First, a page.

Conor Hockett

It took Ball State nearly 36 minutes to get sophomore forward Chris Bond the ball in transition.

His thunderous dunk over an Indiana State player in Friday's game was part of an 18-8 run which nearly sparked a comeback in the second half.

Over the past season, Ball State fans have gotten used to seeing two or three impact plays from Bond each game.

Through a mixture of speed and athleticism, Bond creates match up problems at both the power forward and small forward positions.

Coach Billy Taylor said Bond's versatility gives him an advantage on the defensive end to guard multiple positions.

Whenever he was in Friday, Bond matched up against what Taylor called the catalyst to Indiana State's offense, Jake Odum. Bond held the sophomore guard to zero points and five turnovers.

"While Chris may not always have the stats, the numbers the offensive points — I still feel like he did a terrific job against Indiana State," Taylor said. "Even the rebounds, he didn't get them more out of positioning because he was guarding the point guard."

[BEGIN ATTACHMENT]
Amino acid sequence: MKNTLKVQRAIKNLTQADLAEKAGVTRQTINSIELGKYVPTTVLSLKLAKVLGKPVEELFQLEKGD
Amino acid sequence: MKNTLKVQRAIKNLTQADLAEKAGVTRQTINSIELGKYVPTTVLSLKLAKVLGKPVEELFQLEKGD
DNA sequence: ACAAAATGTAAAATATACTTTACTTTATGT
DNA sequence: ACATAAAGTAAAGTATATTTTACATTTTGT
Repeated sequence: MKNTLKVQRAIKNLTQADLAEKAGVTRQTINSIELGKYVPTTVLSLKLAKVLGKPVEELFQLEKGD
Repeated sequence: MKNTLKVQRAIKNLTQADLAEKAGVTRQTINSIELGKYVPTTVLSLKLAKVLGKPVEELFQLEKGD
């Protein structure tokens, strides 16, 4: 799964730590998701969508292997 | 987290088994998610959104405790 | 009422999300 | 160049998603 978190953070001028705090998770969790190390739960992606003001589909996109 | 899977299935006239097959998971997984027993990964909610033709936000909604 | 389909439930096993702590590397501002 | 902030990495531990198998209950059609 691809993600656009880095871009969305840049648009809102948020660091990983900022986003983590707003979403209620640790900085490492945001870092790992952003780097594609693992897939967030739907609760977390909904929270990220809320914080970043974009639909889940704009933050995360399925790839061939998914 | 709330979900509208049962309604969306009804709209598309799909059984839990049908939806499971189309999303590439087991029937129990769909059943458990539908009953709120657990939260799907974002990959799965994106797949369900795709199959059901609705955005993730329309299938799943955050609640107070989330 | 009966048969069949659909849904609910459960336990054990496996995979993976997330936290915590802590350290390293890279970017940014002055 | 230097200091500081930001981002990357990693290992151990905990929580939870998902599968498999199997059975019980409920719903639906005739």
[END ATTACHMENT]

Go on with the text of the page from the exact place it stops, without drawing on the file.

With sophomore forward Matt Kamieniecki and senior center Jarrod Jones inside, the Cardinals can survive without him on the defensive rebounds. But the offensive rebounds and timely put backs are where Bond made his mark last season.

Taylor said Arizona's athletes made it hard for him to dominate the glass, but he isn't worried about the low production.

Bond said everything is a game-to-game basis he's just trying to do the little things.

"Teams have been boxing me out well, but I need to crash the boards more," Bond said. "I just need to keep working for those opportunities."

Over the first two games, the Cardinals shot 36 percent from the field. If trends continue, the chances are there for Bond.